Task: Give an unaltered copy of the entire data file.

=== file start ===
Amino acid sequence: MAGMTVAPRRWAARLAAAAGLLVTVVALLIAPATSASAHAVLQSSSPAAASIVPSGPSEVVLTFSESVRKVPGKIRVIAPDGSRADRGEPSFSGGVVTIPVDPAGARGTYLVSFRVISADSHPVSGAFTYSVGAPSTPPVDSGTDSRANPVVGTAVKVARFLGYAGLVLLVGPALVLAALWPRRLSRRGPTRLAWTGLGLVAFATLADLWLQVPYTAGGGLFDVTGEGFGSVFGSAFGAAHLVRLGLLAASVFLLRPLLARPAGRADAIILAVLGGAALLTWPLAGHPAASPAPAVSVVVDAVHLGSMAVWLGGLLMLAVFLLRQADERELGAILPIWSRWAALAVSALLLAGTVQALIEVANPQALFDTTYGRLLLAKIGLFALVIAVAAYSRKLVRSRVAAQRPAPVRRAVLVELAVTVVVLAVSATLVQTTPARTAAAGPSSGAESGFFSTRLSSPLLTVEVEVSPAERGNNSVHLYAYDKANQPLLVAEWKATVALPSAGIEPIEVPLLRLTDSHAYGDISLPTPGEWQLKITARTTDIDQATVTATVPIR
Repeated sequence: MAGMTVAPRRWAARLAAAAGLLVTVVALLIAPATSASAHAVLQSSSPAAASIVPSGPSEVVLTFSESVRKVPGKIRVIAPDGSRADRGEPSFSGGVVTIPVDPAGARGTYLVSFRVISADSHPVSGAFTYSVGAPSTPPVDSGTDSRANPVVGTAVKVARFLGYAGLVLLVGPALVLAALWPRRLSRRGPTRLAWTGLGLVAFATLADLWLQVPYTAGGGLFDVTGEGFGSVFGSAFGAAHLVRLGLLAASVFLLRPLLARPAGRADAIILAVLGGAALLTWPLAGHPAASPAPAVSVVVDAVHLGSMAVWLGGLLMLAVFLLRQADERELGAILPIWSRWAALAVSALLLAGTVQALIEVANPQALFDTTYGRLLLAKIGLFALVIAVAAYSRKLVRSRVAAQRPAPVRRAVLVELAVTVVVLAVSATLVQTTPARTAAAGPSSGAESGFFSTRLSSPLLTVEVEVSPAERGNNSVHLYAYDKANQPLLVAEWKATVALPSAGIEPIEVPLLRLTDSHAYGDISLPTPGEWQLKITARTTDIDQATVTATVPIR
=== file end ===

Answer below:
Amino acid sequence: MAGMTVAPRRWAARLAAAAGLLVTVVALLIAPATSASAHAVLQSSSPAAASIVPSGPSEVVLTFSESVRKVPGKIRVIAPDGSRADRGEPSFSGGVVTIPVDPAGARGTYLVSFRVISADSHPVSGAFTYSVGAPSTPPVDSGTDSRANPVVGTAVKVARFLGYAGLVLLVGPALVLAALWPRRLSRRGPTRLAWTGLGLVAFATLADLWLQVPYTAGGGLFDVTGEGFGSVFGSAFGAAHLVRLGLLAASVFLLRPLLARPAGRADAIILAVLGGAALLTWPLAGHPAASPAPAVSVVVDAVHLGSMAVWLGGLLMLAVFLLRQADERELGAILPIWSRWAALAVSALLLAGTVQALIEVANPQALFDTTYGRLLLAKIGLFALVIAVAAYSRKLVRSRVAAQRPAPVRRAVLVELAVTVVVLAVSATLVQTTPARTAAAGPSSGAESGFFSTRLSSPLLTVEVEVSPAERGNNSVHLYAYDKANQPLLVAEWKATVALPSAGIEPIEVPLLRLTDSHAYGDISLPTPGEWQLKITARTTDIDQATVTATVPIR
Repeated sequence: MAGMTVAPRRWAARLAAAAGLLVTVVALLIAPATSASAHAVLQSSSPAAASIVPSGPSEVVLTFSESVRKVPGKIRVIAPDGSRADRGEPSFSGGVVTIPVDPAGARGTYLVSFRVISADSHPVSGAFTYSVGAPSTPPVDSGTDSRANPVVGTAVKVARFLGYAGLVLLVGPALVLAALWPRRLSRRGPTRLAWTGLGLVAFATLADLWLQVPYTAGGGLFDVTGEGFGSVFGSAFGAAHLVRLGLLAASVFLLRPLLARPAGRADAIILAVLGGAALLTWPLAGHPAASPAPAVSVVVDAVHLGSMAVWLGGLLMLAVFLLRQADERELGAILPIWSRWAALAVSALLLAGTVQALIEVANPQALFDTTYGRLLLAKIGLFALVIAVAAYSRKLVRSRVAAQRPAPVRRAVLVELAVTVVVLAVSATLVQTTPARTAAAGPSSGAESGFFSTRLSSPLLTVEVEVSPAERGNNSVHLYAYDKANQPLLVAEWKATVALPSAGIEPIEVPLLRLTDSHAYGDISLPTPGEWQLKITARTTDIDQATVTATVPIR